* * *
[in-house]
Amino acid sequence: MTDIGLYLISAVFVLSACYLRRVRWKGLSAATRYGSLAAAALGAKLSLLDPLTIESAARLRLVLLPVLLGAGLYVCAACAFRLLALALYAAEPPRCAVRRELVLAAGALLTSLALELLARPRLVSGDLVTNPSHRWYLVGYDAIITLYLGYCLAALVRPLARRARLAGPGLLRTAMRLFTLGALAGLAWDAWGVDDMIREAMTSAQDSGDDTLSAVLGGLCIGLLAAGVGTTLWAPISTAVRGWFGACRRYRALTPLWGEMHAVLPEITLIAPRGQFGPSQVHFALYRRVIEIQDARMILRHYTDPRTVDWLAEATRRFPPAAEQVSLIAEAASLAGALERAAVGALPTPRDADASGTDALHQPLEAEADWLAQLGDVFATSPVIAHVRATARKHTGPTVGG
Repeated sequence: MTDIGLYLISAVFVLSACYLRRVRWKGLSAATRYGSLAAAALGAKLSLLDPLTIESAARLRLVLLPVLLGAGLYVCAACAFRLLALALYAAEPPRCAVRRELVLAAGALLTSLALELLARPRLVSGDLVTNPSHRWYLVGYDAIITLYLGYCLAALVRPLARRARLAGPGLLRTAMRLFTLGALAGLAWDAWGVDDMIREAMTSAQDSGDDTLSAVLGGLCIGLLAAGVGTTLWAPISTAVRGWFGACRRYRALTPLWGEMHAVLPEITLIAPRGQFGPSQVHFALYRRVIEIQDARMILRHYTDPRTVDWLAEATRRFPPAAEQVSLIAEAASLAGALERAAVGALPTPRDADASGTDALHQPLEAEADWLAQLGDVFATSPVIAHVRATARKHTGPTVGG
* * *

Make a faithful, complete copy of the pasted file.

[in-house]
Amino acid sequence: MTDIGLYLISAVFVLSACYLRRVRWKGLSAATRYGSLAAAALGAKLSLLDPLTIESAARLRLVLLPVLLGAGLYVCAACAFRLLALALYAAEPPRCAVRRELVLAAGALLTSLALELLARPRLVSGDLVTNPSHRWYLVGYDAIITLYLGYCLAALVRPLARRARLAGPGLLRTAMRLFTLGALAGLAWDAWGVDDMIREAMTSAQDSGDDTLSAVLGGLCIGLLAAGVGTTLWAPISTAVRGWFGACRRYRALTPLWGEMHAVLPEITLIAPRGQFGPSQVHFALYRRVIEIQDARMILRHYTDPRTVDWLAEATRRFPPAAEQVSLIAEAASLAGALERAAVGALPTPRDADASGTDALHQPLEAEADWLAQLGDVFATSPVIAHVRATARKHTGPTVGG
Repeated sequence: MTDIGLYLISAVFVLSACYLRRVRWKGLSAATRYGSLAAAALGAKLSLLDPLTIESAARLRLVLLPVLLGAGLYVCAACAFRLLALALYAAEPPRCAVRRELVLAAGALLTSLALELLARPRLVSGDLVTNPSHRWYLVGYDAIITLYLGYCLAALVRPLARRARLAGPGLLRTAMRLFTLGALAGLAWDAWGVDDMIREAMTSAQDSGDDTLSAVLGGLCIGLLAAGVGTTLWAPISTAVRGWFGACRRYRALTPLWGEMHAVLPEITLIAPRGQFGPSQVHFALYRRVIEIQDARMILRHYTDPRTVDWLAEATRRFPPAAEQVSLIAEAASLAGALERAAVGALPTPRDADASGTDALHQPLEAEADWLAQLGDVFATSPVIAHVRATARKHTGPTVGG